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Who gets your super when you die, and can you make sure your wishes are followed?

All working Australians accumulate superannuation throughout their careers in preparation for retirement. But should you pass away before accessing all of the money, a dispute may arise as to who is eligible to receive your superannuation and your estate may not be administered as you had intended.


In a recent case, the superannuation balance of Ms Ashleigh Petrie was awarded not to her mother (who she had nominated as her beneficiary to her superannuation fund); but rather her de facto partner, Mr Rodney Higgins. This was controversial as although the couple were engaged at the time of Ms Petrie’s death, they had only been together for seven months, and had been living together for only four months. Additionally, Mr Higgins was well off (earning $324,000 a year as a magistrate) while Ms Petrie had previously been financially supporting her mother for items such as groceries and clothes.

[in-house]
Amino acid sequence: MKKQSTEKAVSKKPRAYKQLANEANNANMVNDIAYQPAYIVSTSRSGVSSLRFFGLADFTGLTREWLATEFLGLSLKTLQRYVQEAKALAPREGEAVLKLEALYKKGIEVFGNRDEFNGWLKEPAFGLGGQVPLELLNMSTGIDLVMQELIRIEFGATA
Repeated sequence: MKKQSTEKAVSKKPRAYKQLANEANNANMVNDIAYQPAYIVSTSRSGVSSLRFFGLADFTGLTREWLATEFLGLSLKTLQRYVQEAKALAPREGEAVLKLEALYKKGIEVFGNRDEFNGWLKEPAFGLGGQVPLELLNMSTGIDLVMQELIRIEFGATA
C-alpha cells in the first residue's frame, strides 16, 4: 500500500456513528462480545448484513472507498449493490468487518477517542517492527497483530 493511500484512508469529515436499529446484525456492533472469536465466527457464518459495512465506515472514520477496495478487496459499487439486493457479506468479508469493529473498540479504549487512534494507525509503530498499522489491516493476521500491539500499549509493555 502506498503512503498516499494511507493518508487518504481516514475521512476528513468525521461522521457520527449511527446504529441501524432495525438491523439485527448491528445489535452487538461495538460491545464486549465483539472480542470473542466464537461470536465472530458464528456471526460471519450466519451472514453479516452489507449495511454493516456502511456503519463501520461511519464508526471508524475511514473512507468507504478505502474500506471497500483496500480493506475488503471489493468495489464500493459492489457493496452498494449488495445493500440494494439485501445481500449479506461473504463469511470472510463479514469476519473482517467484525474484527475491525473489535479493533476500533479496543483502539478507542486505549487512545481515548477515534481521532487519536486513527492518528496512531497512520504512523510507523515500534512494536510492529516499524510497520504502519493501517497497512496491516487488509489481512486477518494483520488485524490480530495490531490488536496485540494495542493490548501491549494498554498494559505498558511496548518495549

While superannuation fund members can nominate who they which to inherit their benefits when they die, a fund can override this nomination if it is non-binding or if it otherwise does not comply with the Superannuation Industry (Supervision) Act 1993 (Cth).


Superannuation beneficiaries include:

  • Your spouse or de facto, but not former spouses;

  • Your children;

  • Someone financially dependent on you at the time of your death;

  • Your estate, but this requires legal help to override the beneficiaries listed above.

What is the lesson?


This case is a reminder of the need for effective estate planning to ensure that your assets pass to your intended beneficiaries. Superannuation, unlike assets such as real property, jewellery or shares, does not automatically become part of your estate.


To ensure your wishes are followed, you should make a binding death benefit nomination, which directs your superannuation fund to pay the benefit to your intended beneficiary. While your fund will consider a non-binding nomination that you may make, the trustee retains the power to nominate your beneficiary. In the current case, Ms Petrie made a non-binding nomination in favour of her mother, which was ultimately why the nomination was able to be overridden by the trustee of the fund.


Shand Taylor Lawyers is highly experienced in estate planning. If you require assistance with planning your estate and making a binding death benefit nomination, please contact Brad Clark or Kaylie Bourke.


Brad Clark, Partner (07) 3307 4527 bclark@shandtaylor.com.au


Kaylie Bourke, Special Counsel (07) 3307 4548 kbourke@shandtaylor.com.au

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